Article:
Five fold symmetries are interesting, where the simplest of these is the pentagon. All polygons were thought to have a ruler-compass construction, but the pentagon refused to yield to this. Galois lay down some mathematical rules for solving polynomials, in fact the day before he died in a duel. It turns out quintic polynomials, those with an x^5 leading power, do not work within this system of algebraic roots. As a result tessellations with 5-fold structures are curious with these quasi-periodic structures. Freeman Dyson wrote an interesting article on this:


    titled “Birds and Frogs.” This is not highly technical, but filled with deep insights and unknowns.

    I can’t comment much on the space connection. This looks a lot like typical mineralization in sedimentary rock on Earth.


    1. Well, someone did get Nobel prize for this last year, right?

      He found that the pattern doesn’t repeat.

      And it was an interesting story, no one believed him it could be true.

      1. Dan Shechtman won the Nobel Prize in Chemistry for synthesiing quasi-crystals. It is funny I think that it is called impossible outside the lab. The laboratory configuration is just a set up which makes some process possible. There is nothing which makes it impossible for similar conditions to occur naturally. It just might improbable or rare. For all we know there might be planets with lots of hydrocarbon chemistry which gives rise to a bit of plastic.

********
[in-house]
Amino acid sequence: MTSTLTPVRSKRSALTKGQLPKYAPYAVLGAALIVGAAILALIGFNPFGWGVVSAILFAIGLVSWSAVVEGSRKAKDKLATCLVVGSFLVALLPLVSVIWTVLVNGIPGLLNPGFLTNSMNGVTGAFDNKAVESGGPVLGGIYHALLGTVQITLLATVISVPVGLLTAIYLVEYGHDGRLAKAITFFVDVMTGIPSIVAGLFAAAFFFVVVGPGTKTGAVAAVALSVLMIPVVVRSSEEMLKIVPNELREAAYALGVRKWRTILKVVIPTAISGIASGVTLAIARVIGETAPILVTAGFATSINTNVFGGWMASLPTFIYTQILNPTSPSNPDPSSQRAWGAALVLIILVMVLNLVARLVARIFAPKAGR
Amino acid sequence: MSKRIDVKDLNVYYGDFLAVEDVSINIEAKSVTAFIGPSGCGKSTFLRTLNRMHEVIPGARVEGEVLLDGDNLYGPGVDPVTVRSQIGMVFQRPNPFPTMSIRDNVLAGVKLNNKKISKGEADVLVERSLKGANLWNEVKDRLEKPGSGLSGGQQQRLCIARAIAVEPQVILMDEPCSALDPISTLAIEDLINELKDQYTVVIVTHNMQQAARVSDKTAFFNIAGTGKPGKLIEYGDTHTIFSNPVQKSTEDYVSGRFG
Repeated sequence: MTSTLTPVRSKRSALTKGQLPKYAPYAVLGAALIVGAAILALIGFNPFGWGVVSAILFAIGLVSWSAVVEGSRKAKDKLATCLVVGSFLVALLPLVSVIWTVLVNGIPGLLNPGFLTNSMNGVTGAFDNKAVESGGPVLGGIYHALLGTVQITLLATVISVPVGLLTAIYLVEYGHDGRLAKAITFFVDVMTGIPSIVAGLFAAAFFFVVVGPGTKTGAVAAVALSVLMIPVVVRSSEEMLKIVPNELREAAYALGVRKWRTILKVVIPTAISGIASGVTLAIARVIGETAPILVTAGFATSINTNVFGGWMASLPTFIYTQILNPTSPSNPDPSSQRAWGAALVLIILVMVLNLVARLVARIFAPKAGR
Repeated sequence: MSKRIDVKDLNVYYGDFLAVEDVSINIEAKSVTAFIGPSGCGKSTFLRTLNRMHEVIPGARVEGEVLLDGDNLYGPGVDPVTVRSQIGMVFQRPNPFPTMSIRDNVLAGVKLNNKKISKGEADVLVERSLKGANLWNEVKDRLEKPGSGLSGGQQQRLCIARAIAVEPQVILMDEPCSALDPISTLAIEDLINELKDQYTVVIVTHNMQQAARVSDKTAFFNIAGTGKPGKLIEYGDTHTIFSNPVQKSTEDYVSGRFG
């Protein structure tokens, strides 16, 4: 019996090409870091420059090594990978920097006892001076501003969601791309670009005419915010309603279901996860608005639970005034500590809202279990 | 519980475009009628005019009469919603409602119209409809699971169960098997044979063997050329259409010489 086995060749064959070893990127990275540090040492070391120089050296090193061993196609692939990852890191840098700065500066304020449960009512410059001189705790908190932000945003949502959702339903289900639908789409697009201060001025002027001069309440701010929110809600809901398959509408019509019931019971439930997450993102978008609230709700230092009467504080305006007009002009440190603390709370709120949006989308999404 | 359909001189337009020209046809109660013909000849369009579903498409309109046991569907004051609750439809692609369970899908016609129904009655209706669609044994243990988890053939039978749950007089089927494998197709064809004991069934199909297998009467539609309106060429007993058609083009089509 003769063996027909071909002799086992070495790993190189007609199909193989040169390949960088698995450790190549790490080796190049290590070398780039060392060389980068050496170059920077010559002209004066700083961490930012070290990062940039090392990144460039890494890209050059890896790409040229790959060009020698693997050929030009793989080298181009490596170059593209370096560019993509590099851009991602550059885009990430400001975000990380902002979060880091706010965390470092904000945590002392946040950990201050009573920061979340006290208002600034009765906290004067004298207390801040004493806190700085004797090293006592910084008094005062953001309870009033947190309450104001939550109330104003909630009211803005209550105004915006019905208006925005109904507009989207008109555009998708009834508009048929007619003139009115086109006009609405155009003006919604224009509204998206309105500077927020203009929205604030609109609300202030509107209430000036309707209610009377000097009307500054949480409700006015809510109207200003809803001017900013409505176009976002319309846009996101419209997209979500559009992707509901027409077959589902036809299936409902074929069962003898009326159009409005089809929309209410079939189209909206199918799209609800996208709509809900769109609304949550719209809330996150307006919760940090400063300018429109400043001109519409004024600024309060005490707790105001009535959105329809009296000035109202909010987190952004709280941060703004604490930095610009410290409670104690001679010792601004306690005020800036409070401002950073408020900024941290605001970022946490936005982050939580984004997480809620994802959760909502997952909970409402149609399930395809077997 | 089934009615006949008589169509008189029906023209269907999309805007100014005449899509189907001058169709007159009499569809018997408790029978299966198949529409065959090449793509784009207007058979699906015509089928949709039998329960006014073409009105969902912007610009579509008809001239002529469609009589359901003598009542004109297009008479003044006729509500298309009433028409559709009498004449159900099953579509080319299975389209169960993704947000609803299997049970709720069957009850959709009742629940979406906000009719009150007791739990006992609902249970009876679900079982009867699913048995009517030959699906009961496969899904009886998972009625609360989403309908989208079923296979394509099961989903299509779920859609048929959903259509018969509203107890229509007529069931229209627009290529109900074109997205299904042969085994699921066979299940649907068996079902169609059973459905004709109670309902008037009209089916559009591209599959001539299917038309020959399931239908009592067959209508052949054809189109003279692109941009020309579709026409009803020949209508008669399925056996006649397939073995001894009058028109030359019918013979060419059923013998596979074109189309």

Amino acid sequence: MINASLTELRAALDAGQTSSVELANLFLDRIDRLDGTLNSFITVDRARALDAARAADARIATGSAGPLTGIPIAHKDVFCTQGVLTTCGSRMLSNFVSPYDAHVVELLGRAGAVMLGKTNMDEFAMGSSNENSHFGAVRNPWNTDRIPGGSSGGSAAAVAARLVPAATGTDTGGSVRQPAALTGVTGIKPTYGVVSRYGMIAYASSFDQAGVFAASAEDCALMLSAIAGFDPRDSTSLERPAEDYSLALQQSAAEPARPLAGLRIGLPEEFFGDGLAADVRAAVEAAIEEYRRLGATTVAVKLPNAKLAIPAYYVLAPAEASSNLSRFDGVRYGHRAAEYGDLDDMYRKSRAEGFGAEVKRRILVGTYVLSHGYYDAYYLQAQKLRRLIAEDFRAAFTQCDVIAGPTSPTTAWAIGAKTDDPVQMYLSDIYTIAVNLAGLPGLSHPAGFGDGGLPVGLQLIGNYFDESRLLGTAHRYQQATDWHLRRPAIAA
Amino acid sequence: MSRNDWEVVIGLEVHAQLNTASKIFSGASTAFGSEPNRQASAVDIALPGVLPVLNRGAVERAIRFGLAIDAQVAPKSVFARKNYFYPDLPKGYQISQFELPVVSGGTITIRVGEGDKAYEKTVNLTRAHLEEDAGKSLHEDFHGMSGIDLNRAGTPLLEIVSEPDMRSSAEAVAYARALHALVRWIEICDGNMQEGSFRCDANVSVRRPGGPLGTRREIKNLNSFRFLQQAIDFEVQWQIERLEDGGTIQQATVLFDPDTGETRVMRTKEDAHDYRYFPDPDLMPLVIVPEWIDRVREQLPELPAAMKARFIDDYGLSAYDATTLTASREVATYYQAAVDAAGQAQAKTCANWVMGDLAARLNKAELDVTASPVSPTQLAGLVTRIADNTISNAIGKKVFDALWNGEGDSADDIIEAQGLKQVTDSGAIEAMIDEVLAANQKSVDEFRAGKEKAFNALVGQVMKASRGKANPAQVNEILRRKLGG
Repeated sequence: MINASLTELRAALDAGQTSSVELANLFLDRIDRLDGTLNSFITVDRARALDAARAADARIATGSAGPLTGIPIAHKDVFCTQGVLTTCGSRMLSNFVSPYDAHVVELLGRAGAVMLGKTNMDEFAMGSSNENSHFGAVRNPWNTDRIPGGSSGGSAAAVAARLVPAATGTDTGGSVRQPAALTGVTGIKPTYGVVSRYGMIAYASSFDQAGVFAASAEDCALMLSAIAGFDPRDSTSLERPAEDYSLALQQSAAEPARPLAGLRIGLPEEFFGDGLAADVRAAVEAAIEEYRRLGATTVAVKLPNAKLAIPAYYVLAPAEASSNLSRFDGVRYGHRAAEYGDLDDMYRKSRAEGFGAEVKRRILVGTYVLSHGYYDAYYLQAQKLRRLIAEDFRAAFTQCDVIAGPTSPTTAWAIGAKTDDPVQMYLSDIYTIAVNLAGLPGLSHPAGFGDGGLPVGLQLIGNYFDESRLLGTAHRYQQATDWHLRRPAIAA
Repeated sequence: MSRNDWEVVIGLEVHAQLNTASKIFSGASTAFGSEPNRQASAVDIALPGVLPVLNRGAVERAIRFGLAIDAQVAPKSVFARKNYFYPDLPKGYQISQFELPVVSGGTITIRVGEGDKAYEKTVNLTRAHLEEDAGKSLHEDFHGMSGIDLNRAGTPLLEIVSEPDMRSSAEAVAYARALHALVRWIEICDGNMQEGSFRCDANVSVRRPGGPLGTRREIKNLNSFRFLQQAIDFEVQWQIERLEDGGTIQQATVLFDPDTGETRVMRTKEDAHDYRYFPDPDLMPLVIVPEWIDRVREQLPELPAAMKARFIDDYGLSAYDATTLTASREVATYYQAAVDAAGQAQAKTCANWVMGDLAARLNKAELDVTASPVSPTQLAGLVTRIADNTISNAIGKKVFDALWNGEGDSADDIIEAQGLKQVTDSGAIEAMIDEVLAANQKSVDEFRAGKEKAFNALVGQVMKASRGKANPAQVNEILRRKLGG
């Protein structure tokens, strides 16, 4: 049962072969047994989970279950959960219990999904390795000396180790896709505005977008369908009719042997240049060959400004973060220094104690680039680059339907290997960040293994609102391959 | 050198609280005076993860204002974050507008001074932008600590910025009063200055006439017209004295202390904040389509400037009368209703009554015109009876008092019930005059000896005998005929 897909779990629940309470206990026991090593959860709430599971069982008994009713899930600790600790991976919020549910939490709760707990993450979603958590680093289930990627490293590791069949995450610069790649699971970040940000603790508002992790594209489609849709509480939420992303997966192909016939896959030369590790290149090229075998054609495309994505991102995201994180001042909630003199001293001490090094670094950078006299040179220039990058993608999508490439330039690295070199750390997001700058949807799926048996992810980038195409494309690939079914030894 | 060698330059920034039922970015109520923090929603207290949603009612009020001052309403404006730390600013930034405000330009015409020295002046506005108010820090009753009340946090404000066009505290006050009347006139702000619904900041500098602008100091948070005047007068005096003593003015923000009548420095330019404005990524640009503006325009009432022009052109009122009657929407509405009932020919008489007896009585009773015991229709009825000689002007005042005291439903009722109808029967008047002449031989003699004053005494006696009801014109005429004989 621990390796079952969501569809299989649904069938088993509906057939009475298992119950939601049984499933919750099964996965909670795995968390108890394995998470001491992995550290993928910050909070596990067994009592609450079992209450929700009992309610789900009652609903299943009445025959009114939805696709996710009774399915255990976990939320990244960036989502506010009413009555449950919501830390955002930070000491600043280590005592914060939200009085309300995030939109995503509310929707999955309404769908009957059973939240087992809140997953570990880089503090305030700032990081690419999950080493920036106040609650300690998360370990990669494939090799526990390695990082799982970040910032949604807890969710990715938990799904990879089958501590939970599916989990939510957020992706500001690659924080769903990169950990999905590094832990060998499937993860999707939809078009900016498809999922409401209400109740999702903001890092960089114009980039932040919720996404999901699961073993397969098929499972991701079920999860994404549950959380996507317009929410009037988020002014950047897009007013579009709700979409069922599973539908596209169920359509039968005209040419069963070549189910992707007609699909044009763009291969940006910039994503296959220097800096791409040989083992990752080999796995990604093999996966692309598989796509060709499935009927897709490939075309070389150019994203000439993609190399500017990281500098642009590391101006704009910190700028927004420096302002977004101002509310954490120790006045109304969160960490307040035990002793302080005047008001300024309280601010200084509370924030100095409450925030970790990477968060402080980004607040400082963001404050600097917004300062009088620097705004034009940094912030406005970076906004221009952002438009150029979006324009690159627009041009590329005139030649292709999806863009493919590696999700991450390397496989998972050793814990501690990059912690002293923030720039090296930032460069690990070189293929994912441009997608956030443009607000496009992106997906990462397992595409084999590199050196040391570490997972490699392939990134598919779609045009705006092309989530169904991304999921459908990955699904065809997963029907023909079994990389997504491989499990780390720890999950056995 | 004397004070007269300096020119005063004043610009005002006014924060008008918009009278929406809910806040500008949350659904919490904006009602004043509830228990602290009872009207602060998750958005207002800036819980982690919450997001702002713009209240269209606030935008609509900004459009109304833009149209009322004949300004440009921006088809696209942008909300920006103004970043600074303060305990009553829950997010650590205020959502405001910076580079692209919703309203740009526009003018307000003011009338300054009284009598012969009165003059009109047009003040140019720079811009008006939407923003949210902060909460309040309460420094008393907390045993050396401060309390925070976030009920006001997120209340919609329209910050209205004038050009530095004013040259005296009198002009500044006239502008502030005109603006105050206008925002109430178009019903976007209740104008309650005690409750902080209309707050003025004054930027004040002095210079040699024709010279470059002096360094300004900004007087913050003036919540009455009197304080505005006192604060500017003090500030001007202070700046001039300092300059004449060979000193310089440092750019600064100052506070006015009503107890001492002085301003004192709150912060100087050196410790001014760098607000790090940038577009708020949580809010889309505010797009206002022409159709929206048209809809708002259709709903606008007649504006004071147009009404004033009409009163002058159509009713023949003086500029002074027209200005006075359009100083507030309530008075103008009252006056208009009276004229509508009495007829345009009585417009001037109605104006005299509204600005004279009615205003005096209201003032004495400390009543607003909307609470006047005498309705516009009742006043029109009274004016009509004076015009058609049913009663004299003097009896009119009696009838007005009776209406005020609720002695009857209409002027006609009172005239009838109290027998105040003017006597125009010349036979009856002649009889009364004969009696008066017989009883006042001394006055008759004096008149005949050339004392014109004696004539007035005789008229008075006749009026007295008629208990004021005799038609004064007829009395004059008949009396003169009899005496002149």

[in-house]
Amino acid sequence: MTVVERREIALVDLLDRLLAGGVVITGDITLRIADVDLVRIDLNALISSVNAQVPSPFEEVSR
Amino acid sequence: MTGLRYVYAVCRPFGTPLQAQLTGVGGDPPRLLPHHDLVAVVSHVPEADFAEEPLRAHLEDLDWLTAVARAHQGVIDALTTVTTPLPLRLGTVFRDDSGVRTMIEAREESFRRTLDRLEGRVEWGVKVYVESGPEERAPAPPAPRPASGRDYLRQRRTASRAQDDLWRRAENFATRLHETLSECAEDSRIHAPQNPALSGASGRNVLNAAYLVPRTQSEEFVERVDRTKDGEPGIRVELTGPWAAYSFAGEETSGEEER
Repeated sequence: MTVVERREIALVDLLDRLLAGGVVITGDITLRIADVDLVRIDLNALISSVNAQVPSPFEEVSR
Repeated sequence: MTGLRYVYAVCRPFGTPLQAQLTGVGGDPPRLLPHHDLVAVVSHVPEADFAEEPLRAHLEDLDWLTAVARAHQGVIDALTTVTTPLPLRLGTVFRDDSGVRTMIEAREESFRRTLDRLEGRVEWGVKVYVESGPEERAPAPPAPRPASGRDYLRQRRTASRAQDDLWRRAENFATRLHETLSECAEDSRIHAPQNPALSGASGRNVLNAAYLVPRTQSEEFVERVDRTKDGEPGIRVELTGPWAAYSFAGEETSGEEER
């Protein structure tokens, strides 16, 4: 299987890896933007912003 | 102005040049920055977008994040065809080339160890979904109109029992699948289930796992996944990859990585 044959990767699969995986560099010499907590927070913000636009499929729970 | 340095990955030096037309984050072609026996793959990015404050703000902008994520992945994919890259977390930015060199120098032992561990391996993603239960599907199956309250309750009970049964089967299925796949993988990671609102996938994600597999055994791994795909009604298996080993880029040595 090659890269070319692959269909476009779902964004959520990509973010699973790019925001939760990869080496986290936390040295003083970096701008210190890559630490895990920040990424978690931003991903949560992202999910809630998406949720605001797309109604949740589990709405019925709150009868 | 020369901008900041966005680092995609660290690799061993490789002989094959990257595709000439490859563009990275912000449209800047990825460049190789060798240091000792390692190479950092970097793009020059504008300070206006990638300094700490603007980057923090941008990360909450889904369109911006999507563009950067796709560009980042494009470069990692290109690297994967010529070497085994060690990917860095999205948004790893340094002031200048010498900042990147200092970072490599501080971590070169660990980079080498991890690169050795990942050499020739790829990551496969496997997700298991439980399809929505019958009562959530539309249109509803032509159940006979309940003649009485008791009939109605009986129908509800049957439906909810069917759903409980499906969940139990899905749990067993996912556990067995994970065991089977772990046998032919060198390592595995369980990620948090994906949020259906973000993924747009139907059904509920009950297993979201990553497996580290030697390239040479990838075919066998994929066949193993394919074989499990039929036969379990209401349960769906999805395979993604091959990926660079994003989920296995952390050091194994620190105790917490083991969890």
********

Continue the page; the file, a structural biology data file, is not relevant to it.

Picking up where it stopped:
2. They were thought to be impossible and the title makes it more interesting for less scientific people. I don’t find it funny, but I grin anyway. 😀

        Well, the nature could make something you investigate impossible. Like let’s find a cold fusion…LC, you want a Nobel prize? 😀 You can use your laboratory set up that makes it possible. 😀

  2. Ooh, nice! It seems these quenched quasicrystals (QCs) like quenched glass rather counterintuitively survives severe shocks.

    The paper claims it is somewhat (but not systematically) tested in the laboratory up to ~ 35 GPa shocks. And that high pressure, > 7 GPa, shocks was either the cause of or was survived by the QC.

    The clear carbonaceous chondrite signature and its meteorite like unequilibrated spread in oxygen ratios is accompanied by a similar REE (Rare Earth Element) signature.

    The enclosure of QC by the shock created stichovite implies an impact event.

    Finally, the rock sample sets up many conundrums:

    – It is closely related to the highly reduced environment close to the star in the protoplanetary disk where CAIs (Calcium-Aluminium-rich Inclusions) where born among the first solids. It should hence be informative on that.

    Yet they can’t date it with the usual 26Al/26Mg radioactive series thermometer.

    – The association of Al and Cu is unprecedented in CAIs and the two elements are “essentially never associated in chondrites”.

    So if they can work this, it may be fruitful!